This weeklong celebration of robotics isn’t taking place in just one location. There are events going on all over the country. The National Robotics Week Advisory Council invites people everywhere to use their creativity in organizing local activities. The council recommends hosting an open house to demonstrate robots, organizing a Robot Block Party, or holding a robot competition. Anyone participating can submit their event to the Advisory Council for inclusion on their website.

If you’re fresh out of ideas this year, maybe you can find inspiration at the RoboGames in San Mateo, California at the end of this month. This event is referred to as the “Olympics of Robots”. There are 50 different events with participants from around the world. These “participants” include combat robots, firefighters, LEGO bots, walking humanoids, sumo bots, and androids that do kung fu. Some robots are even autonomous. And anyone can compete.

If you’re more of a pacifist, your inspiration may come from this year’s second annual Robot Film Festival, which takes place in New York City July 14-15, 2012. This event is a two-day celebration of robots on film. The official awards ceremony of the Robot Film Festival is called the “Botskers” and takes place at the end of the second day. It is a black tie red carpet ceremony with films duking it out for a coveted botsker award. The award is a 3D printed robot statuette.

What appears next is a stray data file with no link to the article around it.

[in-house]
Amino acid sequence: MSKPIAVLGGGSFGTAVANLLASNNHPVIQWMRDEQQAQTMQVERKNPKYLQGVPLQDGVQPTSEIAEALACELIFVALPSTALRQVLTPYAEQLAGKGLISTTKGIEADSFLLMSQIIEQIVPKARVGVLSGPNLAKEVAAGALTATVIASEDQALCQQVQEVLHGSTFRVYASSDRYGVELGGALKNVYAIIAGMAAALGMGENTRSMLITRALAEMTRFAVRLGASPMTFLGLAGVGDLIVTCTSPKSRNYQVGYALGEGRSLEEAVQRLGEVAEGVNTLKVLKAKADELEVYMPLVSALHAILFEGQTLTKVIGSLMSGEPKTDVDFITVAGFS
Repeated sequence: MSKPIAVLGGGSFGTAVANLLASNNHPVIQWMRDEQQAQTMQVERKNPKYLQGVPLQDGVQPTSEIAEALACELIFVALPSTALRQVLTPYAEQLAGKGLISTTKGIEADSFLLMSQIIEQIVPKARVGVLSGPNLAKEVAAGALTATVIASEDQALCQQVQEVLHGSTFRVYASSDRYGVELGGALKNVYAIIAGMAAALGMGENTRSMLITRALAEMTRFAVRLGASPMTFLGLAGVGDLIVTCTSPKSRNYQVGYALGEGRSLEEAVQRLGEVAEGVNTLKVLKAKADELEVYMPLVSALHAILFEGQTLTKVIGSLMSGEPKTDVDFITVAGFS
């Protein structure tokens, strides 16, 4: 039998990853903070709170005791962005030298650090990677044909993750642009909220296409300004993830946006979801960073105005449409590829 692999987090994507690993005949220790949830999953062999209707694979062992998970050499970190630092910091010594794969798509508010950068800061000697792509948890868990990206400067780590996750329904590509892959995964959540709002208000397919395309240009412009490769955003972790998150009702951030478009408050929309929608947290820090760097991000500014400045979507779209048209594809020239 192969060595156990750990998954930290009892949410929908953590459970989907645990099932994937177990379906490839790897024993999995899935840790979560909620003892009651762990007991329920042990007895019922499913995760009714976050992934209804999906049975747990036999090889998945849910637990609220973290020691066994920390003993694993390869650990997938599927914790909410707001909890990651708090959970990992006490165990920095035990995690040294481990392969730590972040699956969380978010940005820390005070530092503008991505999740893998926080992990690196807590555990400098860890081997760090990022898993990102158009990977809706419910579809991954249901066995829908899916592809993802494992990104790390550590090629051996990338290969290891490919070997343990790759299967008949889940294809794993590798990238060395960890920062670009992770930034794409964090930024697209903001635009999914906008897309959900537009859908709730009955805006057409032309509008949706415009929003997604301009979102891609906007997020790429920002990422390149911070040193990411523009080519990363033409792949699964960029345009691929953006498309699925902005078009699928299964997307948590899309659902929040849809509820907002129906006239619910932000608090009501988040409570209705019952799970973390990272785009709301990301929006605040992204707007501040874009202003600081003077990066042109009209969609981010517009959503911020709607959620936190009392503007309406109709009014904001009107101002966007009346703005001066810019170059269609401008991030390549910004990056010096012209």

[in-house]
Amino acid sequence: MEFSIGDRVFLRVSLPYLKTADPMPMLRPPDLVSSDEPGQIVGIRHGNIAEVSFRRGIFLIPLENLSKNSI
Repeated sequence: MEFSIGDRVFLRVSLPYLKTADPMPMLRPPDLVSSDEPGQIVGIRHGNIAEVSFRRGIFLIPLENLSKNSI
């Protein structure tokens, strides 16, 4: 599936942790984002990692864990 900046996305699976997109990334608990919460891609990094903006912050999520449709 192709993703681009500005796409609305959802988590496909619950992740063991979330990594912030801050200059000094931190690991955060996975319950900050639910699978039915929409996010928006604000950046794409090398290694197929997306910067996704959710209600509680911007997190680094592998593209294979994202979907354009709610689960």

It’s clear that robots are no longer just for techies and engineers. They’ve clearly moved into mainstream society.

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Join Velodyne in sponsoring a student at the Tumaini Junior School in Tanzania

All of us here at Velodyne consider ourselves truly fortunate to be living in Silicon Valley, a beautiful place overflowing with opportunity. One of the main reasons this area is ripe with possibility is because its inhabitants, hailing from all over the world, have been afforded the chance for a good education.

This is what made sponsorship of students at the Tumaini Junior School in Tanzania a natural choice when we were considering the best way to give back.